Personally, I think the most fun way to learn history is the patchwork method you describe -- the alternative is the in-depth survey, like you get in college during freshmen year. Those course are usually uninteresting to most students because they are so broad, and because you don't really have the time to get too in depth on any one topic or person because you have to stay on schedule.

But if you start off with a general interest in one particular event or person and read up on that, then you might become interested in other people and events who are less well known to teh general public. I'm guessing that happened with your interest in Stanton - I assume that your interest in him came from reading a general biography of Lincoln or something about the Civil War. And in the course of reading that book or books, you developed an affinity for that guy, and wanted to find out what made him tick, and how his story ends after the Civil War. And thus another history buff is born.

As for Stanton, have you checked out Team of Rivals by Doris Kearns Godwin? My apologies if you have. I just read it and it's OK on Stanton. My impression is that Stanton's role was also well covered in Lincoln's War by Geoffrey Perret.

But you're right -- there should be a more recent biography available for such an important figure in Lincoln's administration.


message 16: by Mark (last edited Aug 25, 2016 12:05PM) (new)

Mark Thanks, Patrick, good comments all. Some of my interest in Stanton came from the local angle, since I work in Pittsburgh and actually live in a section of the city called Stanton Heights. But yes, even though I am decidedly not a Civil War buff, I had read a few books on different aspects of it, including Donald Herbert's (I think I got that right) recent Lincoln biography, and that sparked some of my interest in Stanton. I did read the one older biography of him I could find, but in too many cases in the 1800s and early 1900s, biographies were hagiographies.

But in general, much of my reading, my research and my writing is triggered by serendipity. One thing truly does lead to the other.

BTW, I did do a couple Civil War stories for my newspaper, one as part of an anniversary section we did on Gettysburg. The other was very serendipitous, in that I read a magazine article about an American abassador to France who fought to recover John Paul Jones' body from a pauper's grave and get it shipped back to America, then found that the ambassador had been an aide to Ulysses Grant and had written memoirs, then in the memoirs found that there was great yarn about two Union spies making it through the Confederate lines wearing only their underwear, and one of them turned out to be from Pittsburgh, and then I found his grandson was still alive and had all his letters home from the war, and voila, a story was born. Here's the link, in case you care:

http://www.post-gazette.com/regionsta...


message 17: by Grumpus (last edited Aug 25, 2016 12:05PM) (new)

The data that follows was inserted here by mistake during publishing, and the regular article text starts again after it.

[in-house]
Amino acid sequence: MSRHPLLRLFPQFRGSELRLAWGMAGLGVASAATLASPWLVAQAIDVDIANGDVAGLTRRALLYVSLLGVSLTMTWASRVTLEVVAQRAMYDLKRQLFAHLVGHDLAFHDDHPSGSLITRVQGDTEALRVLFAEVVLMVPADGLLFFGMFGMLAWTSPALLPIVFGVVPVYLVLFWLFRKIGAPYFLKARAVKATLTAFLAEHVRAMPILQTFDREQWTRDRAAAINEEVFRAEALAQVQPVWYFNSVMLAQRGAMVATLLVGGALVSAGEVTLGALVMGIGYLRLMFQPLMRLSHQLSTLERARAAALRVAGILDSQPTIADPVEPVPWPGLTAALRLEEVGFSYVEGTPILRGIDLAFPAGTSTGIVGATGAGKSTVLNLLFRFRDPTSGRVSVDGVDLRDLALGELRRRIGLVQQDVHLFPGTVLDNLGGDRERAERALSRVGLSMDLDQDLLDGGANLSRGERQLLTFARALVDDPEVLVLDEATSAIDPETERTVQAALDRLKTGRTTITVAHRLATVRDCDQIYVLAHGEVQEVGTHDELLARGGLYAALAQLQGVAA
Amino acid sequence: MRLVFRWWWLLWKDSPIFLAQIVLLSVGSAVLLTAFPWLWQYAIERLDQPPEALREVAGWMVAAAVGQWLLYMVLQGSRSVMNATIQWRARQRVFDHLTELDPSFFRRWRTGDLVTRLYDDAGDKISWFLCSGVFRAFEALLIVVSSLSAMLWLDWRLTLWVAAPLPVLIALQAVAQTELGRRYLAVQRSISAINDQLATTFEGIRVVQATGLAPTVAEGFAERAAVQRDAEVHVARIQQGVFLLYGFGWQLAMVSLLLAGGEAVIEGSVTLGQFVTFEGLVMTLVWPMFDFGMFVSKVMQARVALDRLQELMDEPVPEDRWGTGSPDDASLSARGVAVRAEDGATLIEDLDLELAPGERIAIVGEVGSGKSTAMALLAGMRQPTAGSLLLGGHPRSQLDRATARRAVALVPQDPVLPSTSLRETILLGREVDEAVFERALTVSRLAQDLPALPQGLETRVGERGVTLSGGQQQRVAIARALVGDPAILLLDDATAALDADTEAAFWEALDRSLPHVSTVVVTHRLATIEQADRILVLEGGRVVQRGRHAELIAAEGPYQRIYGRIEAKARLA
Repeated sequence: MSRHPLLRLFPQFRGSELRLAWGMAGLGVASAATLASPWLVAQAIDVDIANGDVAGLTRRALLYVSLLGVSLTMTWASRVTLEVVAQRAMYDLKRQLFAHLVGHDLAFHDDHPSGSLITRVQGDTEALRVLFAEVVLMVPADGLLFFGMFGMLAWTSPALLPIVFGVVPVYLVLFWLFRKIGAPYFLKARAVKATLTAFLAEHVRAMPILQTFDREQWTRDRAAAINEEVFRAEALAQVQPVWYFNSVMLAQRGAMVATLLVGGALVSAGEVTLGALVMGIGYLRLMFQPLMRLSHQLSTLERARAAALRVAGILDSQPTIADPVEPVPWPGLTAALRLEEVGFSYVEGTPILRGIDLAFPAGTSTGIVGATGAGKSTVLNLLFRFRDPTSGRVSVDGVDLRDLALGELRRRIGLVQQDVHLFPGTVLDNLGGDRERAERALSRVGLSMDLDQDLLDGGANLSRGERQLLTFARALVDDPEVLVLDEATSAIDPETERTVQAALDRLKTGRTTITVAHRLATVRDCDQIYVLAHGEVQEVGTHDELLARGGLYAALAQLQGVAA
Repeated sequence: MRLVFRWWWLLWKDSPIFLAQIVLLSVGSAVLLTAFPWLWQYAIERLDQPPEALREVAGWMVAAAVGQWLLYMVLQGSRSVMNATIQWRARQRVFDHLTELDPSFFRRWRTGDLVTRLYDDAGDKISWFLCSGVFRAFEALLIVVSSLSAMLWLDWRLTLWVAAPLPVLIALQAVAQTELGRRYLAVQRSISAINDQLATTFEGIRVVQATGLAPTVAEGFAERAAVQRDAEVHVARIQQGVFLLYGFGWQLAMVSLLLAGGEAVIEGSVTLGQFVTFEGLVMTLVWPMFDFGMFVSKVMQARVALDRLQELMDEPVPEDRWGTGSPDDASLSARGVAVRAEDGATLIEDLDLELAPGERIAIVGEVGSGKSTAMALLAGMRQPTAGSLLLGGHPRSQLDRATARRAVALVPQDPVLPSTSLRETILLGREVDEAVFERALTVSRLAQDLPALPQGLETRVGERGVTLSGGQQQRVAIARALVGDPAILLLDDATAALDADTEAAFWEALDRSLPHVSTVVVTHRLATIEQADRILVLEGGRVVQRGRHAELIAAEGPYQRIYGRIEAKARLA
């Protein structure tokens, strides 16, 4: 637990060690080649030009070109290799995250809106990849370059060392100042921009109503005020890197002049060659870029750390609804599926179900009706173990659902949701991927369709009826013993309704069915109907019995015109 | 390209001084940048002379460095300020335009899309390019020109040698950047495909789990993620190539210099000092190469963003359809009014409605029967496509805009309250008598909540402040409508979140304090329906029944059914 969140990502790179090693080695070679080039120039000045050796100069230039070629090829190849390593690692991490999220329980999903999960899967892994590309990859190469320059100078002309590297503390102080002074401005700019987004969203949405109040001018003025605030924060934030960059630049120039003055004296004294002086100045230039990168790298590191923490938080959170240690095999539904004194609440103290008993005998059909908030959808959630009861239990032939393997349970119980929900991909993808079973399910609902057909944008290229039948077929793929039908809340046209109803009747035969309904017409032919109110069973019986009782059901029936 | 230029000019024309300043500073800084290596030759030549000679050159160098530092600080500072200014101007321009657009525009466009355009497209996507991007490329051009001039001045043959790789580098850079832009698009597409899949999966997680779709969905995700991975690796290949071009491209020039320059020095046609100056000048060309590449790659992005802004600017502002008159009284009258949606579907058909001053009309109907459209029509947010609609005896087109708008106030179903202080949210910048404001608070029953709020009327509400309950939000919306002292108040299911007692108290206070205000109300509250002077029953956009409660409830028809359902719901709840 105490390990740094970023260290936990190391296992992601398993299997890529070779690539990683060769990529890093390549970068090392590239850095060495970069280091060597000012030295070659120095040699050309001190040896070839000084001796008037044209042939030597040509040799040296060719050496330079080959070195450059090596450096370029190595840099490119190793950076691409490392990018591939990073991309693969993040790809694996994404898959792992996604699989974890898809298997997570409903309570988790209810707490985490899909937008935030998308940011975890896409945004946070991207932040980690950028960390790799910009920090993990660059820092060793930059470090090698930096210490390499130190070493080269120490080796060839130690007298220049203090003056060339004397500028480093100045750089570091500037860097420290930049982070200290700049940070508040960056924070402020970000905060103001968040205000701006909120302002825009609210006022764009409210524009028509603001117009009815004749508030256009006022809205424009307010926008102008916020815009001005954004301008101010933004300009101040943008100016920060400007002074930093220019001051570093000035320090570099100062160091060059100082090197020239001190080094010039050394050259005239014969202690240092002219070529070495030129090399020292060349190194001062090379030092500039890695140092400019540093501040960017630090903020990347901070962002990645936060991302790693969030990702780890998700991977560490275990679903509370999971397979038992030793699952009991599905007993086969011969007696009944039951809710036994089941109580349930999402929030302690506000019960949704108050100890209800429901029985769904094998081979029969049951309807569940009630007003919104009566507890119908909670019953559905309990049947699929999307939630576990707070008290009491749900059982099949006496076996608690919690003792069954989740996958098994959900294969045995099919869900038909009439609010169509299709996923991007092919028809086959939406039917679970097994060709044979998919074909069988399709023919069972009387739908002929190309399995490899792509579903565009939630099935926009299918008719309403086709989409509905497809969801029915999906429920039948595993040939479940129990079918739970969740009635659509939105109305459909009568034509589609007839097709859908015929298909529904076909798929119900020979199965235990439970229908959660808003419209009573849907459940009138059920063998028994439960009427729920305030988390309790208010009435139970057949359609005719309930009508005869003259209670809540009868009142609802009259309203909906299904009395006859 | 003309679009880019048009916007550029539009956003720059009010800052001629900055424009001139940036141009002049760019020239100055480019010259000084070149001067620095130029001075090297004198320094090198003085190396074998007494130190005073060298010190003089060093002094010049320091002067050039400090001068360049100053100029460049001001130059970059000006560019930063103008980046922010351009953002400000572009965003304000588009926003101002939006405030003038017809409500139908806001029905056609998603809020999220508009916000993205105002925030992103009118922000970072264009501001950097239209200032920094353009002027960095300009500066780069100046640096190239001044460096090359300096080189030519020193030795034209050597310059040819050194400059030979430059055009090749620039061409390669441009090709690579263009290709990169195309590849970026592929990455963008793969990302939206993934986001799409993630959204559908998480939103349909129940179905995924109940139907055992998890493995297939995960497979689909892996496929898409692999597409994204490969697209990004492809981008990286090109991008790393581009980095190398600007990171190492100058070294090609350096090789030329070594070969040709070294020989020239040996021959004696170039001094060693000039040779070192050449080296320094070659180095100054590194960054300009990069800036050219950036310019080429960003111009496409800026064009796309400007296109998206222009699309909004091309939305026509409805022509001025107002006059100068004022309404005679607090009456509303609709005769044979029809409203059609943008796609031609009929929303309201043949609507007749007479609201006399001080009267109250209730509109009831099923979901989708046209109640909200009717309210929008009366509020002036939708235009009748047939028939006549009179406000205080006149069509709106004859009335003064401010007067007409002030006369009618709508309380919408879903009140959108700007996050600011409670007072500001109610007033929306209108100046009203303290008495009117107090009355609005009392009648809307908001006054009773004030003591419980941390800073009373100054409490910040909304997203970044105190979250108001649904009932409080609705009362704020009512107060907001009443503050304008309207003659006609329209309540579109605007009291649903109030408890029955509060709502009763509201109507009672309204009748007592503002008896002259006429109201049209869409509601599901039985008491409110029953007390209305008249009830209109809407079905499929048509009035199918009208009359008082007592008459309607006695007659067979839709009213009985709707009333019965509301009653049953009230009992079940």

Grumpus Mark,

AWESOME story!

To answer Patrick's question of what history I like (message 11), I would say I focus primarily on 6, 7, 9, & 10 with more concentration on 7 & 9.

However, diaries and human interest stories of any time are of particularly great interest. The human aspect or personalization of history through the words of those who lived it bring the story to life in a way a summary of events cannot.

Your story did all of that and made me feel as if I was there. I think I said in one of my reviews that as much as I enjoy history and reading accounts of events, I would not want to be there. Those were rough times and I'm glad that I get to live vicariously through their written accounts.

Again, great work!


message 18: by John (last edited Aug 25, 2016 12:05PM) (new)

John I've read a few books that I'd call "Historical Footsteps" - technically, I suppose they're (mostly) travel writing, but with a historical context. A few examples:

"The Riddle and the Knight" by Giles Milton, through the eastern Mediterranean in search of the legend of John Mandeville.
"Prester Quest" by Nicholas Jubber, through Africa in search of the legend of Prester John.
"Route 66 A.D. (a/k/a Pagan Holiday" by Tony Perrottet, places visited by ancient Romans on vacation.
"Corazon de Ulises" (in Spanish) by Javier Reverte: modern Greece, Asia Minor and Alexandria, in context of sites of Greek mythology.

Also, more literary ones such "Travels Without My Aunt" footstepping Graham Greene in non-western locales, and "Finding George Orwell in Burma".

Was wondering if others enjoy this hybrid genre?


message 19: by Mark (last edited Aug 25, 2016 12:05PM) (new)

Mark John, I know nothing about this genre, but it sounds great -- particularly the one about Roman holiday spots. What a great concept, and a great book title! Hope it's well written.


message 20: by Mark (last edited Aug 25, 2016 12:05PM) (new)

Mark Thanks for the compliment, Grumpus. I really appreciate it. Yes, I think part of the fascinatino of history is being able to be inside crises and tremendously challenging times, from the comfort of an easy chair, preferably with a snack at hand :-)


message 21: by John (last edited Aug 25, 2016 12:05PM) (new)

John Mark - I'm very new here, so have many reviews yet to write, but Pagan Holiday (a/k/a Route 66 A.D.) I can highly recommend.


message 22: by Rindis (last edited Aug 25, 2016 12:05PM) (new)

Rindis | 6 comments Sounds great! I've put it on my 'to get' list.


message 23: by [deleted user] (last edited Aug 28, 2007 10:53PM) (new)